This has been one of the hardest years of my life. In the past twelve months, I have had my feet knocked out from underneath me multiple times. I was unfairly asked to leave a job that I loved and had sacrificed a lot for. I was bullied and manipulated by my boss when I pointed out to him that asking me to leave in that way was unfair. My son received two rather significant medical diagnoses. I left the job that I loved for another job that I am beginning to love, but it came with no small amount of loss both emotional and financial for our family. We lost my father-in-law, the first of the kids’ grandparents to say goodbye and our oldest son’s best friend. I have needed to fling my doors open during these last twelve months and shout to the world, I’m in here, somewhere inside this mess! I’m in here and I need someone to come in and help me fix a meal, walk a dog, wash a load of laundry, or just sit and hold my hand! But oh, that mess! How can I let the world in, to see my piles of unmatched socks? How can I let in those who love me to see the carpet needs vacuumed? What if someone needs to pee and finds that the toilet needs scrubbed?
By protecting my pride, I hurt my heart. By protecting my privacy, I kept away those who could help me walk through this year of struggle instead of allowing me to soak in it. My mess isn’t simply a condition of laziness or poor organization (although I won’t deny either of those conditions either.) My mess is a symptom of a pretty major depression that has swept through this house like a storm cloud. It has been a conditional depression, blown in by a lot of life’s crappiest situations, and amplified by two adults who are prone to bouts of depression even under the best of circumstances. So, in my effort to fight the depression, I must ward off its symptoms, not only the symptom of the mess itself, but also the isolation that it brings with it.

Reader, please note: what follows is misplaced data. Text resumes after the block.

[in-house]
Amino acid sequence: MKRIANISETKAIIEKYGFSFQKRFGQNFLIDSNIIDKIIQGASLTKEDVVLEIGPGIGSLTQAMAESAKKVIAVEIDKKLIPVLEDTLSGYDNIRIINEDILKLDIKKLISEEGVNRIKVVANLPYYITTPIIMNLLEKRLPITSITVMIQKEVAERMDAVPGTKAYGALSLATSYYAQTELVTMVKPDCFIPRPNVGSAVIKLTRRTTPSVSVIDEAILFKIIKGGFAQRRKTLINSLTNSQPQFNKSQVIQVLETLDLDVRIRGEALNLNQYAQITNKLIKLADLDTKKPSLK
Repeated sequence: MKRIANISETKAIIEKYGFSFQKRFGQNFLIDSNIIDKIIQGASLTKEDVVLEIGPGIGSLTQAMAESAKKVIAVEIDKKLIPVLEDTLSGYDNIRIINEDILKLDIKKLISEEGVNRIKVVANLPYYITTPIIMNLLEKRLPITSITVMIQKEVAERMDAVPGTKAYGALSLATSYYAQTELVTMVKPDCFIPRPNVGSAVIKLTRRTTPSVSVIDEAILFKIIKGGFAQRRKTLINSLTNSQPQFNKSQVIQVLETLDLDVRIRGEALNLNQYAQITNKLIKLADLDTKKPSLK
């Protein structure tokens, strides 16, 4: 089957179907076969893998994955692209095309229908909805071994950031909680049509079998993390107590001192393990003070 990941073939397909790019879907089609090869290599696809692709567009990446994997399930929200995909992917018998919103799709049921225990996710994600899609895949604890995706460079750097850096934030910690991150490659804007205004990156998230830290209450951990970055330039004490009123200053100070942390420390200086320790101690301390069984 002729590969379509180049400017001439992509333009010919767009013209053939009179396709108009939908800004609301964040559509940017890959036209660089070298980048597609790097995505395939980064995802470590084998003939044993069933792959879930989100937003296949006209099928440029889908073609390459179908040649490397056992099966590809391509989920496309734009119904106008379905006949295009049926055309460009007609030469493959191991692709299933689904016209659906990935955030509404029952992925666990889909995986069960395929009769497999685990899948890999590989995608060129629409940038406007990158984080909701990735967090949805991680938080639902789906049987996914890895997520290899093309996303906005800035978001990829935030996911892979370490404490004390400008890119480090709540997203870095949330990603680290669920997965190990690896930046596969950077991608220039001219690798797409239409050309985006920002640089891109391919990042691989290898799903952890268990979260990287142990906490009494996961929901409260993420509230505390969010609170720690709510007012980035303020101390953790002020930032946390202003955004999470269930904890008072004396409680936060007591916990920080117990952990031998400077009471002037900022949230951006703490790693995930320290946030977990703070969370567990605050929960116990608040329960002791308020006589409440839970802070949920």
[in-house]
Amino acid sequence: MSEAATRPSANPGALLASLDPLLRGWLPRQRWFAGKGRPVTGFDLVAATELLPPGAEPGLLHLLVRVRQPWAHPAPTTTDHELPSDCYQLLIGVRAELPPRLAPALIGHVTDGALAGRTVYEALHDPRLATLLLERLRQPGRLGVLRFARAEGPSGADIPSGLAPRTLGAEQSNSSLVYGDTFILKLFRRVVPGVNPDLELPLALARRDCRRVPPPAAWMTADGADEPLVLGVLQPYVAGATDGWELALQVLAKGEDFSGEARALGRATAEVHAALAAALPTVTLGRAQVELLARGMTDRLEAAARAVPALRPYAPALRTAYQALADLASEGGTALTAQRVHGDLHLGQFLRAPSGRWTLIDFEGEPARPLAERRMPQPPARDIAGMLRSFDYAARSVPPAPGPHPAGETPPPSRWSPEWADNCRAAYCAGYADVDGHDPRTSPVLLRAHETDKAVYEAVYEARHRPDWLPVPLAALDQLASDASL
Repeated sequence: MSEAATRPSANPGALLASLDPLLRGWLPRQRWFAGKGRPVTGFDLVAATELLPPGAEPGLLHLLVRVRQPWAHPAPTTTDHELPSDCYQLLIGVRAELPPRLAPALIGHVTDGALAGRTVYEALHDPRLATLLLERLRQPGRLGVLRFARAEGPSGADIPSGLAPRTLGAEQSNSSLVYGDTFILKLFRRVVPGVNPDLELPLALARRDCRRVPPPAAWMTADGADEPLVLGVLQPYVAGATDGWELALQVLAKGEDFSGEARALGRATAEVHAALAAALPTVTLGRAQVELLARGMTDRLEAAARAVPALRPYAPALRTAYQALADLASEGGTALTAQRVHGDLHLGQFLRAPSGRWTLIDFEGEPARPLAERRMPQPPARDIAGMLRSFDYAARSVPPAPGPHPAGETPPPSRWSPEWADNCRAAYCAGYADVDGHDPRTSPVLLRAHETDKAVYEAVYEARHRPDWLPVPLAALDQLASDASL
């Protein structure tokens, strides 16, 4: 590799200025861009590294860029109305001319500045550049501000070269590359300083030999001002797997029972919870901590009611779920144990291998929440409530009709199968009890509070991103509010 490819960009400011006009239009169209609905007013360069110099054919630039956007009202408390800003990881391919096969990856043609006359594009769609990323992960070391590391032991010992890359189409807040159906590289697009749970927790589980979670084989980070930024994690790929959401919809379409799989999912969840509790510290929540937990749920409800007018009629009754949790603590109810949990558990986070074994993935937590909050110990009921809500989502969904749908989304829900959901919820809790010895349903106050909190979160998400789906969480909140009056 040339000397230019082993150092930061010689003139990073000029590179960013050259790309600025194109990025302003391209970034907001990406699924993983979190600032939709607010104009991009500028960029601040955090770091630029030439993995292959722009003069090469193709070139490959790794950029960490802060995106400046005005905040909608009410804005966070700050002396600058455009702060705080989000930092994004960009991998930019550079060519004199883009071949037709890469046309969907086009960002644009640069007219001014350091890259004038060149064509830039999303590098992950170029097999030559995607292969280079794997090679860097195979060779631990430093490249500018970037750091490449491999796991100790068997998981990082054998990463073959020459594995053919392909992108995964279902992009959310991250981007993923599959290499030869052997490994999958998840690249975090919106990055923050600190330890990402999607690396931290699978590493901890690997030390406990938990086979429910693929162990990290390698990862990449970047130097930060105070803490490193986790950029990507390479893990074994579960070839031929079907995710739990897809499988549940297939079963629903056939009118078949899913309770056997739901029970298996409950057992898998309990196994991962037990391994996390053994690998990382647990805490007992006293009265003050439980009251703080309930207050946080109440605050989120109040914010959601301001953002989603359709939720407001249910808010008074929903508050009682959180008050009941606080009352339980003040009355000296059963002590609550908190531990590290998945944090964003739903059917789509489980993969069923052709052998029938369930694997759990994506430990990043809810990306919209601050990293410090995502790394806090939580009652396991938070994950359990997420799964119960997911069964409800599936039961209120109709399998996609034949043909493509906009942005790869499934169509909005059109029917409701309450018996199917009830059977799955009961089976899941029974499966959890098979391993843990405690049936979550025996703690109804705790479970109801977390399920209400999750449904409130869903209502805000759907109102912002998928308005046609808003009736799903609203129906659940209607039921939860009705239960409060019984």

So, tonight as I type this post, the laundry is still in the basket to be folded. The dogs’ nails still need trimmed. The dishes are still in the sink and have invited a few friends over for a soak. The play-doh has been put away, but now the Star Wars figures are surrounded by a fortress of legos. My heart is full, knowing that today I let in my friends, the people who love me and don’t care if there’s a pair of socks on the carpet or a skim of dust on the t.v. Tomorrow, my sister from Colorado will arrive for a weeklong visit, and she will see a house filled with too much fur, and too many mismatched socks. There will be dishes in the sink, although hopefully not the same ones that are there now. There will be toys in the floor. But when she leaves here what she will remember is laughing with her nephews, dancing in the kitchen as we stir up some cookie dough, or chatting over coffee by the kitchen window. Today I welcomed my friends. Tomorrow, I will welcome my sister. I still have at least four loads ready to go in the wash, at least four ready to be folded and put away, and at least a week before I’m going to let myself give a damn. I’m too busy being a gracious hostess this week.